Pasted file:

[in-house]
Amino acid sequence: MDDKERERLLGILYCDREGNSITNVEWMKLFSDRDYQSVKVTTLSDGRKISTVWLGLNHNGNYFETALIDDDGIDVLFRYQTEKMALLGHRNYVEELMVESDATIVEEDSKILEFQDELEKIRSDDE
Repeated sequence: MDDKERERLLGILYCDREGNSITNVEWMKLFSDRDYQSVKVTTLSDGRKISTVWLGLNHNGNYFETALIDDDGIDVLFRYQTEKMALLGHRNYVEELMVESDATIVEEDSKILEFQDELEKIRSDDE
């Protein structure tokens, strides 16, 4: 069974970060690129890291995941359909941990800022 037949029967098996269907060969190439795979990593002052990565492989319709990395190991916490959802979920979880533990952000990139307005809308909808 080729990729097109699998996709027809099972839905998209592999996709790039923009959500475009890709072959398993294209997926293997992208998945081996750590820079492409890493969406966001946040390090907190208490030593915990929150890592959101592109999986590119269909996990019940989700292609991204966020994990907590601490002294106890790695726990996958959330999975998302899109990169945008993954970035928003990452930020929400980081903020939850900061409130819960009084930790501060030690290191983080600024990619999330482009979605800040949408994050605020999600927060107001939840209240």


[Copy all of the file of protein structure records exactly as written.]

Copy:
[in-house]
Amino acid sequence: MDDKERERLLGILYCDREGNSITNVEWMKLFSDRDYQSVKVTTLSDGRKISTVWLGLNHNGNYFETALIDDDGIDVLFRYQTEKMALLGHRNYVEELMVESDATIVEEDSKILEFQDELEKIRSDDE
Repeated sequence: MDDKERERLLGILYCDREGNSITNVEWMKLFSDRDYQSVKVTTLSDGRKISTVWLGLNHNGNYFETALIDDDGIDVLFRYQTEKMALLGHRNYVEELMVESDATIVEEDSKILEFQDELEKIRSDDE
């Protein structure tokens, strides 16, 4: 069974970060690129890291995941359909941990800022 037949029967098996269907060969190439795979990593002052990565492989319709990395190991916490959802979920979880533990952000990139307005809308909808 080729990729097109699998996709027809099972839905998209592999996709790039923009959500475009890709072959398993294209997926293997992208998945081996750590820079492409890493969406966001946040390090907190208490030593915990929150890592959101592109999986590119269909996990019940989700292609991204966020994990907590601490002294106890790695726990996958959330999975998302899109990169945008993954970035928003990452930020929400980081903020939850900061409130819960009084930790501060030690290191983080600024990619999330482009979605800040949408994050605020999600927060107001939840209240």